I got a new computer a year and a half ago and it came with a fast multi-core processor and a fancy 3D graphics card. I was excited by the prospect of some serious 3D goodness and I wasn’t disappointed. Compiz did all sorts of whizzy and imoressive things. However, after my excitement had died down and I settled in to do some real work I ended up turning off Compiz because it offered not real productivity gains and was chewing up resources just looking pretty.
Not being a gamer I have no real use for my fancy 3D card other than my occasional renderings using Blender. So for me, and many other users, 3D is a gimmick in search of a practical use. It needs a killer app or apps that make use of the 3D to do something other than make things look pretty.
What about a 3D file manager? With a conventional 2D file manager it is often difficult to get an good impression of file system usage and the layout of directories. Using a 3D representation it would be easy to get an overview of the file system whilst also being able to inspect things more closely.
My suggestion, and I’m sure there are other equally valid choices, would be to see the file system as a city (or even a country) where directories could be at first displayed as districts, then sub-districts, housing estates, blocks of flats and down to individual flats and houses. This would enable the user to fly around the file system and to see, at a glance, how space is distributed. Bigger directories would be relatively bigger houses, buildings or districts. It would also be possible to see sub-directories within a number of directories at the same time as you could be looking at a number of buildings within a sub-district and see the flats within them.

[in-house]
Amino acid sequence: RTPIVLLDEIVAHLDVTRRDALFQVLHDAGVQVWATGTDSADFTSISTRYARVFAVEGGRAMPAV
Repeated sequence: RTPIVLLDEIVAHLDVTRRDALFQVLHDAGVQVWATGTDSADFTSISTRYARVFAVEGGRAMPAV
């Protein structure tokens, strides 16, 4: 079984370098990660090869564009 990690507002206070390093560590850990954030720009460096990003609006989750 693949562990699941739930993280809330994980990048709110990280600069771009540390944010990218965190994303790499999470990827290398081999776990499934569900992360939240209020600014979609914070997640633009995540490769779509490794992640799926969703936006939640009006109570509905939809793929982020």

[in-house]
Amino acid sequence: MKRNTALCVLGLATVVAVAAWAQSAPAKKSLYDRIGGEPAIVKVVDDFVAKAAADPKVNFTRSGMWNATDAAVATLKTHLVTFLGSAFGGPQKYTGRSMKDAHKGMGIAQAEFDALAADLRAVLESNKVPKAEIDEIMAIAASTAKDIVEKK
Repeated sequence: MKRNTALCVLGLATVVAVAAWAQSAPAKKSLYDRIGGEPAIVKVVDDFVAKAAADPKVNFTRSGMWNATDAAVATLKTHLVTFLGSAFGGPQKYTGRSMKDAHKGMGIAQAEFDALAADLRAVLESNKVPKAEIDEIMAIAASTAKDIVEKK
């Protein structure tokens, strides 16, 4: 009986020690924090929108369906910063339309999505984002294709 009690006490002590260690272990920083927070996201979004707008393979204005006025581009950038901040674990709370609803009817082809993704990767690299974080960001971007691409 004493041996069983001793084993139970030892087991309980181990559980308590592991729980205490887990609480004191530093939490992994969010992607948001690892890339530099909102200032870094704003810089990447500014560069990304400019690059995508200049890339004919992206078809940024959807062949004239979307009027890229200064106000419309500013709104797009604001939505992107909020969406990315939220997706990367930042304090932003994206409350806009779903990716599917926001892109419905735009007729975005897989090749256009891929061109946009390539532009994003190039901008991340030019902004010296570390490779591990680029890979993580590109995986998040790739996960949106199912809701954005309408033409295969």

Using could coding it would be easy to see it a directory contains many small files or just a one or a few big ones, for example. There are also a number of ways that the view could be displayed depending on the depth of the file system. Deep file systems could start at a country or even world map and go down to individual rooms withing flats or houses if necessary. The trick is to use the 3D experience to make it intuitive for a user to navigate and to get information that he or she wouldn’t be able to easily get from a 2D representation.
There must be many ways where 3D can be used to make information more readily accessible in a way that works well fo0r our brains. We just need to think outside of the box and stop thinking of 3D as something to make things pretty. Afterall we live in a 3D world and interact with things daily based on their position within three dimensions so it can be that hard to think of ways of using that to display data meaningfully.